Once again, I find myself landing in the helplessness, or moral bankruptcy, of David Carr’s Media Equation report. I don’t expect ordinary men and women to keep abreast of developments in public affairs. But I do expect professional journalists and commentators to transcend the demands of media entertainment by fashioning a serious world view that engages public attention. It is not enough, to follow stories. I don’t mean that journalists ought to fabricate their own stories, but rather that they ought to lead ongoing stories into general discussion. If they can’t figure out how to do that, it’s hard to see what they’re good for.

In David Carr’s view, the Ferguson story began in Ferguson.

On Thursday, after the chaos, there was a huge in-migration of news media. Perhaps even absent the conflagration on Twitter, journalists would have shown up. Perhaps cable news would have turned hard toward the story, and the kind of coverage that eventually drew the attention of the president and the governor of Missouri would have taken place. Perhaps all the things that led to the security situation in Ferguson being handed over to cooler heads would have ensued. But nothing much good was happening in Ferguson until it became a hashtag.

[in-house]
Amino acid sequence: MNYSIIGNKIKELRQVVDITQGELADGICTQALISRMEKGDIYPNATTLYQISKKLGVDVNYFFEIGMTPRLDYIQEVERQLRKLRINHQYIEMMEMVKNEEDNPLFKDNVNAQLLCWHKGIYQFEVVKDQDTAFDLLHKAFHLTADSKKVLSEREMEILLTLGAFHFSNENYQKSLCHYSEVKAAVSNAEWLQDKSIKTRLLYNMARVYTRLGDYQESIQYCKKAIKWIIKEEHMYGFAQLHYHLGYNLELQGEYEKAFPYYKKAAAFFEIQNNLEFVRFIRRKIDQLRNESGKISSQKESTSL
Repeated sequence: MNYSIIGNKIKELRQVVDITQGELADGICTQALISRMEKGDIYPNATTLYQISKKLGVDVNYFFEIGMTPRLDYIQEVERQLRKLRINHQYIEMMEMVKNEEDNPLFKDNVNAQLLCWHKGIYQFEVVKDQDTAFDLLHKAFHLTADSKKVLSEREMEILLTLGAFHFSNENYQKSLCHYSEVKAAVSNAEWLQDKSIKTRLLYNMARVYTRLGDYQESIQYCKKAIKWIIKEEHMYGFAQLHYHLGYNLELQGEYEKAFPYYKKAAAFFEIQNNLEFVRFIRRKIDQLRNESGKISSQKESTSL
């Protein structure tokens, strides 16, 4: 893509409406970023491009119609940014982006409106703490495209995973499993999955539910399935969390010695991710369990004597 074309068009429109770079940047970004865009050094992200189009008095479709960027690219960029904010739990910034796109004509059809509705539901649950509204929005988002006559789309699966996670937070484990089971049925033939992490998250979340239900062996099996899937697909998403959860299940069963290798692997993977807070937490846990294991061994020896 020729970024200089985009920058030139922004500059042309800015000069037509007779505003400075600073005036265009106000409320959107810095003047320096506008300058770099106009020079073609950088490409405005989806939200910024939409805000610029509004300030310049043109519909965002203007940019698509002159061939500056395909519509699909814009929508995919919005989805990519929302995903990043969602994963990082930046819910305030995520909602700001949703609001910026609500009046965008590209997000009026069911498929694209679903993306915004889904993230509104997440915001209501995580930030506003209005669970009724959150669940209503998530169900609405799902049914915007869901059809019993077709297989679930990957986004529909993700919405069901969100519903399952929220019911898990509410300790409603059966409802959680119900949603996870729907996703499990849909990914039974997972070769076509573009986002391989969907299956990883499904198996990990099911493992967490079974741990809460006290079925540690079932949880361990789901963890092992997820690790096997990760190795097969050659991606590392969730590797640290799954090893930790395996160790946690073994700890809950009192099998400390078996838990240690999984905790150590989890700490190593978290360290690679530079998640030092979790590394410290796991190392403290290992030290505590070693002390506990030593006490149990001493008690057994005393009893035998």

But the Ferguson story began with, among other things, the implementation of the 1033 Program. Twitter was the ideal vehicle for propagating images of the armored car topped by sharpshooters, but no one would have turned to a social media site to follow the path taken by that “tank” from a war zone to an American suburb. Until Ferguson, the use of military resources by ordinary policemen was largely limited to drug raids and hostage situations that were unlikely to provoke public indignation. Nobody got excited about warrior cops until the cops themselves played the bad guys’ part — as they were sure to do, eventually, but as they would not have been in a position to do, had knowledgeable and influential Americans put a quick stop to the 1033 Program by effectively shaming it.

How did American journalism ever become so passive? How much longer are we going to have to take our chances with stories that play well on Twitter?